Magazine article Public Finance

Getting to the Root of the Problem

Magazine article Public Finance

Getting to the Root of the Problem

Article excerpt

The question is, do we really need more evidence about the performance of the third sector ('Cut to the chase', July 25-31)?

Well, yes, we do. I don't think Stephen Bubb, head of the Association of Chief Executives of Voluntary Organisations, was quite right to dismiss questions (in the report of the public administration select committee) about the ability of the third sector. On the contrary, much better evidence is needed about what the various types of third sector body are best at, if they are to be helped in practical ways.

I hope they don't get me wrong. Like countless other people, I have benefited from the work of the third sector, and respect and admire those who work in it. Many third sector bodies, big and small, know more about their chosen subjects than anybody else. Most of the rest of us entirely agree that they should be helped to do even more.

Unfortunately, the most enthusiastic exponents of the Compact between the government and the voluntary and community sector speak as if third sector bodies should be given contracts just because this is what they are.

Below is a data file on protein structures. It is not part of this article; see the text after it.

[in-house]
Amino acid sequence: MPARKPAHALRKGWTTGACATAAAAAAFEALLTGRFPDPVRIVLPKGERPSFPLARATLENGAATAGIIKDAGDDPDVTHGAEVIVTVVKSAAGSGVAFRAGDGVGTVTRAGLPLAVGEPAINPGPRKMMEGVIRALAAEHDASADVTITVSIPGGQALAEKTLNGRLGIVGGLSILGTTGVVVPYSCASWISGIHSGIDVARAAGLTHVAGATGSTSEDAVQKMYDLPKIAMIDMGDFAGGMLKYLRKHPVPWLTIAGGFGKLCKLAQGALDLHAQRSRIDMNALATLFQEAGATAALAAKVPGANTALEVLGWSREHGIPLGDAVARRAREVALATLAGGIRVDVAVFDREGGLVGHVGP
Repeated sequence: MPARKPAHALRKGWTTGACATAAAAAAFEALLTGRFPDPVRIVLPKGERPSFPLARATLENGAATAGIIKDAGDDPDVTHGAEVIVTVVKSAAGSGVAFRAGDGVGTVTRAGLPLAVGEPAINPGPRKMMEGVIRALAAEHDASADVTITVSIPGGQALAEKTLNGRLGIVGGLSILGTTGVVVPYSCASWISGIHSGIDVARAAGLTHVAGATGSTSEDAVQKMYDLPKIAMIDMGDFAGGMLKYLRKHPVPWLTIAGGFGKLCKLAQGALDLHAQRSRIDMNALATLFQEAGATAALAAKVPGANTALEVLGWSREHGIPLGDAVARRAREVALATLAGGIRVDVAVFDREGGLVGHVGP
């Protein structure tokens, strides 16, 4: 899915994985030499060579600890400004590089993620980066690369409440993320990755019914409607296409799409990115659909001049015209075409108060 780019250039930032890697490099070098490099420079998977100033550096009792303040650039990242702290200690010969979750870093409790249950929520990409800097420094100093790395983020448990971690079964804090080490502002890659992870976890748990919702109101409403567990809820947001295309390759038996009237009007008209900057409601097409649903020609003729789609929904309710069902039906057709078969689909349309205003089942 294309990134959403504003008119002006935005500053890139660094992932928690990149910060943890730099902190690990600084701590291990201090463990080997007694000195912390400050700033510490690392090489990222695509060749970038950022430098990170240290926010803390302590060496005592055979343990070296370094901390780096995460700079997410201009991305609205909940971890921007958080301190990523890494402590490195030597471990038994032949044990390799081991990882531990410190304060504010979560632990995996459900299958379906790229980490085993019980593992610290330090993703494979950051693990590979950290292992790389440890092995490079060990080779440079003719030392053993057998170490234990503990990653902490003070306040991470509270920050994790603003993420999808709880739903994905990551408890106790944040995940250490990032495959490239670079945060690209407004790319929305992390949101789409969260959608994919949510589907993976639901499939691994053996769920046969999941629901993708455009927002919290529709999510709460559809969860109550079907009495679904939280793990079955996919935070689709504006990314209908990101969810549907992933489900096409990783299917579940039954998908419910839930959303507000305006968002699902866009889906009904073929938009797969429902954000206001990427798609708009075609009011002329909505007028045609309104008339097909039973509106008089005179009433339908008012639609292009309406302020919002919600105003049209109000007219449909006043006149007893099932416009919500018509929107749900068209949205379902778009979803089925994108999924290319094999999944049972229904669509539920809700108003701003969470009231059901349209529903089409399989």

This is not going to happen. Propriety, standing orders, and very often the law, preclude it entirely. Third sector bodies will instead be given whichever contracts they win.

I appreciate that they complain that they would win even more if only public bodies gave them a level playing field - a bad way of putting a good point. The unlevel playing field was a term of abuse during Compulsory Competitive Tendering. The precise charge, in those days, was deliberate obstruction.

Of course tenderers must have level playing fields, and I think most are already. I am not saying that they aren't often hindered by obscure and aggravating points of specification and contract conditions. But these irritants are par for the course, even for the private sector. They often derive from professional advice about how to deal with long-past risks, real or imaginary. They all need fixing, so it is right to complain about them, preferably to the clients in question and not to the world at large.

Far and away the best way to help small third sector bodies to win is to give them smaller contract packages. Needless to say, large third sector bodies (and large contractors) would then complain that their playing fields had just tilted sharply uphill. …

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